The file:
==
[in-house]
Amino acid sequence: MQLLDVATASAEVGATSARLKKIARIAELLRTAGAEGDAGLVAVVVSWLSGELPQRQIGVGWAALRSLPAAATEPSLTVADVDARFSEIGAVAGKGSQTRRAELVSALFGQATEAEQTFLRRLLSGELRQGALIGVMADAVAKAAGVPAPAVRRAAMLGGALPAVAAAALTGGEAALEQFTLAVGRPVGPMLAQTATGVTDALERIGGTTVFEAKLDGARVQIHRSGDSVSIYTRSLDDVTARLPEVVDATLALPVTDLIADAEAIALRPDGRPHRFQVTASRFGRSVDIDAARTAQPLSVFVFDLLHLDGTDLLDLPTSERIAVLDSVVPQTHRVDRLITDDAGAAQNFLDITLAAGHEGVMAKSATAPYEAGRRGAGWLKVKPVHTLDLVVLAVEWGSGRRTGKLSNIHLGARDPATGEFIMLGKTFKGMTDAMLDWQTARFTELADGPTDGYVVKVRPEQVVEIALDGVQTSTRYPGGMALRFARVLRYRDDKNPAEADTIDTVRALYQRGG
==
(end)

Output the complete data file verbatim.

[in-house]
Amino acid sequence: MQLLDVATASAEVGATSARLKKIARIAELLRTAGAEGDAGLVAVVVSWLSGELPQRQIGVGWAALRSLPAAATEPSLTVADVDARFSEIGAVAGKGSQTRRAELVSALFGQATEAEQTFLRRLLSGELRQGALIGVMADAVAKAAGVPAPAVRRAAMLGGALPAVAAAALTGGEAALEQFTLAVGRPVGPMLAQTATGVTDALERIGGTTVFEAKLDGARVQIHRSGDSVSIYTRSLDDVTARLPEVVDATLALPVTDLIADAEAIALRPDGRPHRFQVTASRFGRSVDIDAARTAQPLSVFVFDLLHLDGTDLLDLPTSERIAVLDSVVPQTHRVDRLITDDAGAAQNFLDITLAAGHEGVMAKSATAPYEAGRRGAGWLKVKPVHTLDLVVLAVEWGSGRRTGKLSNIHLGARDPATGEFIMLGKTFKGMTDAMLDWQTARFTELADGPTDGYVVKVRPEQVVEIALDGVQTSTRYPGGMALRFARVLRYRDDKNPAEADTIDTVRALYQRGG